Will have in-app SOS button from February 11: Uber

  • HT Correspondent, Hindustan Times, Mumbai
  • Updated: Feb 06, 2015 16:28 IST

After the Maharashtra transport department decided to ban its mobile phone app, US-based taxi aggregator Uber said it will have in-app panic (SOS) button and a feature that allows passengers to share their real-time location, apart from forming special squads to assist passengers in emergency situations.

On Tuesday, the transport commissioner’s office had written to the government proposing that the app and website of the taxi aggregator be banned under section 63 (A) of the Information Technology Act.

Following reports, Shailesh Salwani, general manager, Uber India, wrote a blog post on the company’s website to clarify certain “misconceptions with respect to Uber’s safety initiatives”.

In the note, he announced that a panic button will be part of the Uber app, which can be accessed by a single tap, from February 11.

“We are launching two significant, additional built-in safety features — an in-app panic (SOS) button that allows a rider to alert the local police at the push of a button, and the safety net feature, which allows real-time tracking,” he said.

Uber also claimed they had shared details of all their vehicles and drivers associated with the transport department and traffic police to aid the police verification process.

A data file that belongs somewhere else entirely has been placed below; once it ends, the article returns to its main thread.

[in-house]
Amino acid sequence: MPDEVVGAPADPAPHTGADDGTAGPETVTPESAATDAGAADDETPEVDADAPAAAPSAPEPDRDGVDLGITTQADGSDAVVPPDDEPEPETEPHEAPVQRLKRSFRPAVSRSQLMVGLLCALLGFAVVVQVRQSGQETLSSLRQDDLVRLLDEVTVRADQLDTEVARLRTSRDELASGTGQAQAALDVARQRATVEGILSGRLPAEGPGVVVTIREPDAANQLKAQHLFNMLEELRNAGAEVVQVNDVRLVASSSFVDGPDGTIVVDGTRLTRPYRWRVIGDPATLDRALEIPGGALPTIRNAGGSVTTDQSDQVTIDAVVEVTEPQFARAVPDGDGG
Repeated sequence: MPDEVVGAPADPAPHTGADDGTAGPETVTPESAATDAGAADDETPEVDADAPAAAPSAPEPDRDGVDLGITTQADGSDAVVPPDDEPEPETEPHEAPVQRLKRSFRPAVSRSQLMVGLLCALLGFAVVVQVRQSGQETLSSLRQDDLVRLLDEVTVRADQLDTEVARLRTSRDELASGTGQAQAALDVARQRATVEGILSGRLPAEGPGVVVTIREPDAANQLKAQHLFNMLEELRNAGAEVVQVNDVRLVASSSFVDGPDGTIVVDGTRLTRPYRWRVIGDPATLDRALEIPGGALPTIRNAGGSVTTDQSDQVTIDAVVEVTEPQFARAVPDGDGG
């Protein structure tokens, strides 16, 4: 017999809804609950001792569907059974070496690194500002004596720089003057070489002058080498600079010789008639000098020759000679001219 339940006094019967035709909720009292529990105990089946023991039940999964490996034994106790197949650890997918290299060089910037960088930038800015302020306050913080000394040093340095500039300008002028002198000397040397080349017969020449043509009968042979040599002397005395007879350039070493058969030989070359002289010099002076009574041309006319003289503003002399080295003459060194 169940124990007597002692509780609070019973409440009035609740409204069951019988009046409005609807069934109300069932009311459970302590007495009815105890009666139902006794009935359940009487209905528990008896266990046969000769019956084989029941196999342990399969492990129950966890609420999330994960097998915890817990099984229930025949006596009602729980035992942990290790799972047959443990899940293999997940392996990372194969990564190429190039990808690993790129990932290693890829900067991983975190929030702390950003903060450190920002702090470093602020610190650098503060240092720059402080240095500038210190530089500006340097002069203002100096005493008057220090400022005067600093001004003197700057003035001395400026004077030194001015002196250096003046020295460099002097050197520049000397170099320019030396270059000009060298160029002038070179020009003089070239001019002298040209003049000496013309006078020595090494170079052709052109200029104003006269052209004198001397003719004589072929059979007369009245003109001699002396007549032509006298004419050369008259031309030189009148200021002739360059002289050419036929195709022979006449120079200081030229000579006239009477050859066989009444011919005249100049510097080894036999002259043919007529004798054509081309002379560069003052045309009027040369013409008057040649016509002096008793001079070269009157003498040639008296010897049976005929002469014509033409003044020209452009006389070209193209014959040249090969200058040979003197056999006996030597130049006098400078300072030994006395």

Highlighting that all their drivers have GPS-enabled units and are tracked in real-time, Salwani claimed their mobile app allows passengers to see the driver’s details with his photograph.

The taxi aggregator claimed it had also formed a dedicated local incidents response team. “This specialised team has completed an extensive training programme by our US safety experts and will be reachable 24x7,” he said, adding, “It is the industry’s firm belief that the police, whose civic duty is to maintain law and order, are best equipped and authorised to respond to situations that demand enforcement.

The taxi aggregator claimed that installing physical panic buttons in the cars could cause confusion, as the drivers are free to work with other operators. Hence, if a vehicle works on four platforms, the car will need to have four physical panic buttons. “In a situation of distress, the rider will have to pick the correct operator’s panic button to be able to get help on time,” he wrote.

“Also, we found that physical buttons are not only prone to wear and tear, but also mechanical malfunctions. There is no way to ensure they are kept in working condition across all cars in the city,” said Salwani.

While claiming that installing panic buttons may be more pragmatic, Salwani said Uber will be happy to fund it only if a single physical panic button is installed in the car of an existing or interested prospective driverpartner on the Uber platform.

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